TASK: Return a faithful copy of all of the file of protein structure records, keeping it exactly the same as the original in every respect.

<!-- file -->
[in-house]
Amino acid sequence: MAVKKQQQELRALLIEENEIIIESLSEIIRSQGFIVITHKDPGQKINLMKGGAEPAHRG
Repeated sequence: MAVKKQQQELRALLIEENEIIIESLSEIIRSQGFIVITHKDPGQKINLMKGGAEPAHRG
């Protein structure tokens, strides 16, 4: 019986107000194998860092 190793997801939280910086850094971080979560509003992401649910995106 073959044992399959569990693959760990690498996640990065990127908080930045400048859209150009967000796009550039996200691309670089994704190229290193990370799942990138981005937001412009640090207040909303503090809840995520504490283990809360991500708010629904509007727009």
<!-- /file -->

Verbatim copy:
[in-house]
Amino acid sequence: MAVKKQQQELRALLIEENEIIIESLSEIIRSQGFIVITHKDPGQKINLMKGGAEPAHRG
Repeated sequence: MAVKKQQQELRALLIEENEIIIESLSEIIRSQGFIVITHKDPGQKINLMKGGAEPAHRG
């Protein structure tokens, strides 16, 4: 019986107000194998860092 190793997801939280910086850094971080979560509003992401649910995106 073959044992399959569990693959760990690498996640990065990127908080930045400048859209150009967000796009550039996200691309670089994704190229290193990370799942990138981005937001412009640090207040909303503090809840995520504490283990809360991500708010629904509007727009």